UBC Theses and Dissertations
Performance modelling and evaluation of protocols based on formal specifications Zhang, Sijian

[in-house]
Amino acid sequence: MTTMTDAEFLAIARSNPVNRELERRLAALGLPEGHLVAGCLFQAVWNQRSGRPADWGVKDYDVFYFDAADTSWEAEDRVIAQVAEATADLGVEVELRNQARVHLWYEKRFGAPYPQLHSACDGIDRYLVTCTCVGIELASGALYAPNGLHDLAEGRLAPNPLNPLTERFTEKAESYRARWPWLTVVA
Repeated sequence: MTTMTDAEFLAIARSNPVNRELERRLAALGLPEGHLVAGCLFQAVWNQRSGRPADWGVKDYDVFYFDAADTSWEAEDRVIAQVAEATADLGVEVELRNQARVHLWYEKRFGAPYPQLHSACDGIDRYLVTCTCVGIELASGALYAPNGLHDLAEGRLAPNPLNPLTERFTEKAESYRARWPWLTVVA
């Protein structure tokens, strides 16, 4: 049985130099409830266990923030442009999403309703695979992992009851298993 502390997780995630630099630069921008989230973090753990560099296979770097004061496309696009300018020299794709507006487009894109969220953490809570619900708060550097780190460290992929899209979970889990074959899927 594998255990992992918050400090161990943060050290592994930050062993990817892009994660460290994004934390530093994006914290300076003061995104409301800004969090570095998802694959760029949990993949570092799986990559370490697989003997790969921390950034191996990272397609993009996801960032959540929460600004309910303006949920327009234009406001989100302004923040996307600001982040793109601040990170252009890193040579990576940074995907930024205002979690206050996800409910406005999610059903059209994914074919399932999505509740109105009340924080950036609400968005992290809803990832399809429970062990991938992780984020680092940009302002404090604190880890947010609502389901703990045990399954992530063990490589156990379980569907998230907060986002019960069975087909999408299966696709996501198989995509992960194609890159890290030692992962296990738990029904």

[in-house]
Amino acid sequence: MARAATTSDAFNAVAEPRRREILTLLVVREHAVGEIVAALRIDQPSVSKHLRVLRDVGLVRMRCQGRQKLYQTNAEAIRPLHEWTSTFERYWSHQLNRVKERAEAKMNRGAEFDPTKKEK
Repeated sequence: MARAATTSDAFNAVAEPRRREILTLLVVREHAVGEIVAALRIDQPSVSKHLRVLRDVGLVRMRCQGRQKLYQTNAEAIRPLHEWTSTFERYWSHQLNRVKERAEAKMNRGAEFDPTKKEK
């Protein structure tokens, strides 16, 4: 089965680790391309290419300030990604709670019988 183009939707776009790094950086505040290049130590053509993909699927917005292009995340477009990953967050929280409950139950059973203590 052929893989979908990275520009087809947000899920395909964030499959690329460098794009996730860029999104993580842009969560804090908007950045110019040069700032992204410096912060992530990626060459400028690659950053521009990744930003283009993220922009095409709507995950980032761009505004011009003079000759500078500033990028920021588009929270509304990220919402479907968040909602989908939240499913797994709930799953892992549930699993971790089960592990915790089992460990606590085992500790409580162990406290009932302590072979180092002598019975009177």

Protocol performance issues are important in communication protocol design and network management, especially for those protocols which run in high-speed networking environments. An accurate performance modelling and evaluation approach is necessary to obtain reliable performance estimations and to improve system performance. Using queueing models (QMs) or finite state machines (FSMs) alone is difficult to achieve this goal because many aspects that affect performance are not taken into consideration by the model. This thesis proposes a new performance model called performance extended finite state machine (PEFSM). PEFSM makes use of the strengths of both QM and FSM. A PEFSM is based on an FSM which is extended to include time and probability. Furthermore, the transition time is refined and divided into two parts: the transition wait time and the transition service time. This allows the PEFSMs to integrate message arrival and queueing models which provide useful and essential information necessary for studying real world protocols. PEFSMs are classified into three categories based on the message arrival characteristics: synchronous PEFSMs (SyPEFSMs), asynchronous PEFSMs (AsPEF SMs) and hybrid PEFSMs (HyPEFSMs). While the hybrid model is the most useful and realistic model for communication protocols, the other two models are also presented for completeness, and as a way to explain the hybrid model. A method for computing performance metrics based on SyPEFSMs is given in the thesis. Two types of AsPEFSMs — AsPEFSM-α and AsPEFSM-β — and their performance evaluation methods are also presented. Then a class of HyPEFSM which is a hybrid model of SyPEFSM and AsPEFSM-α is introduced. The proposed performance evaluation method for this class of HyPEFSM is basically the combination of those for SyPEFSMs and AsPEFSM-αs. Our performance mod effing and evaluation approach has been applied to various examples, including the alternating bit protocol and multi-stage interconnection network (MIN). The performance evaluation method for PEFSMs makes use of stochastic pro cess and queueing theory. A new queueing property for an M/G/1. with multiple job classes and an analogous property for AsPEFSM-os have been discovered and proved. As a first step in improving system performance, the thesis defines software performance bottlenecks based on PEFSMs. Two bottleneck identification methods are proposed and tested. This thesis also proposes a testing method called t-test which in most cases is able to obtain the service times of invisible transitions when the protocol implementation under test is given as a black box. Transition service times are important parameters in FSM-based performance models. Studies in the past have usually assumed the transition times to be known a priori without discussing how they may be obtained. Simulations and measurement experiments have been conducted to validate the methodologies proposed in this thesis. The results are quite promising.
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